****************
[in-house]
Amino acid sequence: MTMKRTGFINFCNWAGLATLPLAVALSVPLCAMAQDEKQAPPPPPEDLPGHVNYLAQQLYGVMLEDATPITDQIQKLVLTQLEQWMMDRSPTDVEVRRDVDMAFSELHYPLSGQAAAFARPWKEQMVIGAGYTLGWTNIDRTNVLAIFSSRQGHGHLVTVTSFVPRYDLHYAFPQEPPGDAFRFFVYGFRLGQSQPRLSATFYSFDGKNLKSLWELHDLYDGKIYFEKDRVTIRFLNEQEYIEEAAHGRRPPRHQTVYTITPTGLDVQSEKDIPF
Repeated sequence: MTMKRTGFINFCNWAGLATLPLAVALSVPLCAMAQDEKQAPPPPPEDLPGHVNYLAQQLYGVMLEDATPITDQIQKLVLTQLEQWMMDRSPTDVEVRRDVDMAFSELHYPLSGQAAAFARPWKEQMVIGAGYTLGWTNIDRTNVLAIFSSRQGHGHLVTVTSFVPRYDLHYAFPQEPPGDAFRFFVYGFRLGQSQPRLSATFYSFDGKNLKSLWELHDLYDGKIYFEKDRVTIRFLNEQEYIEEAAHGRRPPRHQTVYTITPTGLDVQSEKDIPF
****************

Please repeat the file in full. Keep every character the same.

[in-house]
Amino acid sequence: MTMKRTGFINFCNWAGLATLPLAVALSVPLCAMAQDEKQAPPPPPEDLPGHVNYLAQQLYGVMLEDATPITDQIQKLVLTQLEQWMMDRSPTDVEVRRDVDMAFSELHYPLSGQAAAFARPWKEQMVIGAGYTLGWTNIDRTNVLAIFSSRQGHGHLVTVTSFVPRYDLHYAFPQEPPGDAFRFFVYGFRLGQSQPRLSATFYSFDGKNLKSLWELHDLYDGKIYFEKDRVTIRFLNEQEYIEEAAHGRRPPRHQTVYTITPTGLDVQSEKDIPF
Repeated sequence: MTMKRTGFINFCNWAGLATLPLAVALSVPLCAMAQDEKQAPPPPPEDLPGHVNYLAQQLYGVMLEDATPITDQIQKLVLTQLEQWMMDRSPTDVEVRRDVDMAFSELHYPLSGQAAAFARPWKEQMVIGAGYTLGWTNIDRTNVLAIFSSRQGHGHLVTVTSFVPRYDLHYAFPQEPPGDAFRFFVYGFRLGQSQPRLSATFYSFDGKNLKSLWELHDLYDGKIYFEKDRVTIRFLNEQEYIEEAAHGRRPPRHQTVYTITPTGLDVQSEKDIPF